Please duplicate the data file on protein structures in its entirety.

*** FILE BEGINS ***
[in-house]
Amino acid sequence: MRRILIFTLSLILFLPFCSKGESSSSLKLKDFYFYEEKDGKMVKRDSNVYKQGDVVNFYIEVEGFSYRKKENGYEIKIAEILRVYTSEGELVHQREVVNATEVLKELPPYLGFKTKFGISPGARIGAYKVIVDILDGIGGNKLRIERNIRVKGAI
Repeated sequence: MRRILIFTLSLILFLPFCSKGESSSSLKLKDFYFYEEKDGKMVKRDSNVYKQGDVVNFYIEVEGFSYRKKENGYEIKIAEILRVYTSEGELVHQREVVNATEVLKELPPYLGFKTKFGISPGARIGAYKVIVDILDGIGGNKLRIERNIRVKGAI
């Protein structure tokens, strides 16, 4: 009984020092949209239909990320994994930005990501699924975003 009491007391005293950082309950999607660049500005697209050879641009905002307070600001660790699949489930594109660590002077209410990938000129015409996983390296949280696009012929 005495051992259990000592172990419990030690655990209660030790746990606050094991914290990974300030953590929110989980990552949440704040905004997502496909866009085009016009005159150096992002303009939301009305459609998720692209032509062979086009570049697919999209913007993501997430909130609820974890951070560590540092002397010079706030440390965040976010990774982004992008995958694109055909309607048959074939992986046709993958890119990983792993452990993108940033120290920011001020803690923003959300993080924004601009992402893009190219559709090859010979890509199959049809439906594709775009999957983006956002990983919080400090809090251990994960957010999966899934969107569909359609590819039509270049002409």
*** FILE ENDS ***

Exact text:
[in-house]
Amino acid sequence: MRRILIFTLSLILFLPFCSKGESSSSLKLKDFYFYEEKDGKMVKRDSNVYKQGDVVNFYIEVEGFSYRKKENGYEIKIAEILRVYTSEGELVHQREVVNATEVLKELPPYLGFKTKFGISPGARIGAYKVIVDILDGIGGNKLRIERNIRVKGAI
Repeated sequence: MRRILIFTLSLILFLPFCSKGESSSSLKLKDFYFYEEKDGKMVKRDSNVYKQGDVVNFYIEVEGFSYRKKENGYEIKIAEILRVYTSEGELVHQREVVNATEVLKELPPYLGFKTKFGISPGARIGAYKVIVDILDGIGGNKLRIERNIRVKGAI
């Protein structure tokens, strides 16, 4: 009984020092949209239909990320994994930005990501699924975003 009491007391005293950082309950999607660049500005697209050879641009905002307070600001660790699949489930594109660590002077209410990938000129015409996983390296949280696009012929 005495051992259990000592172990419990030690655990209660030790746990606050094991914290990974300030953590929110989980990552949440704040905004997502496909866009085009016009005159150096992002303009939301009305459609998720692209032509062979086009570049697919999209913007993501997430909130609820974890951070560590540092002397010079706030440390965040976010990774982004992008995958694109055909309607048959074939992986046709993958890119990983792993452990993108940033120290920011001020803690923003959300993080924004601009992402893009190219559709090859010979890509199959049809439906594709775009999957983006956002990983919080400090809090251990994960957010999966899934969107569909359609590819039509270049002409």